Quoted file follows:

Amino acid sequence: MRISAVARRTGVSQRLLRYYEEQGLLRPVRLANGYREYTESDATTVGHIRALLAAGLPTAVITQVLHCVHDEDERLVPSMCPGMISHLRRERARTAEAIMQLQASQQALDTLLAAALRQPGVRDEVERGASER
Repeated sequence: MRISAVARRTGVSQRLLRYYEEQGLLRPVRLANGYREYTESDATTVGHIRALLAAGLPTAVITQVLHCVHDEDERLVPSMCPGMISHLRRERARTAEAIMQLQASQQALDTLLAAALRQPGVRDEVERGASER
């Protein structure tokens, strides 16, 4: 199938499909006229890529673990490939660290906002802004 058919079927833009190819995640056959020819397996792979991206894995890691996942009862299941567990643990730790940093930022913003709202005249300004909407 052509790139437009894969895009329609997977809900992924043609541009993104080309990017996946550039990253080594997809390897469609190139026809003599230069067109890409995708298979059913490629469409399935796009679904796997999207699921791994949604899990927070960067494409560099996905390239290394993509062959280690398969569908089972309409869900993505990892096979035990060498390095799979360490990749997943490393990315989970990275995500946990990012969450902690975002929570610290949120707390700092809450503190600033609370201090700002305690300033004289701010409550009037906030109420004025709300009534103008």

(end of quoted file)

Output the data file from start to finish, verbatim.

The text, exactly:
Amino acid sequence: MRISAVARRTGVSQRLLRYYEEQGLLRPVRLANGYREYTESDATTVGHIRALLAAGLPTAVITQVLHCVHDEDERLVPSMCPGMISHLRRERARTAEAIMQLQASQQALDTLLAAALRQPGVRDEVERGASER
Repeated sequence: MRISAVARRTGVSQRLLRYYEEQGLLRPVRLANGYREYTESDATTVGHIRALLAAGLPTAVITQVLHCVHDEDERLVPSMCPGMISHLRRERARTAEAIMQLQASQQALDTLLAAALRQPGVRDEVERGASER
């Protein structure tokens, strides 16, 4: 199938499909006229890529673990490939660290906002802004 058919079927833009190819995640056959020819397996792979991206894995890691996942009862299941567990643990730790940093930022913003709202005249300004909407 052509790139437009894969895009329609997977809900992924043609541009993104080309990017996946550039990253080594997809390897469609190139026809003599230069067109890409995708298979059913490629469409399935796009679904796997999207699921791994949604899990927070960067494409560099996905390239290394993509062959280690398969569908089972309409869900993505990892096979035990060498390095799979360490990749997943490393990315989970990275995500946990990012969450902690975002929570610290949120707390700092809450503190600033609370201090700002305690300033004289701010409550009037906030109420004025709300009534103008």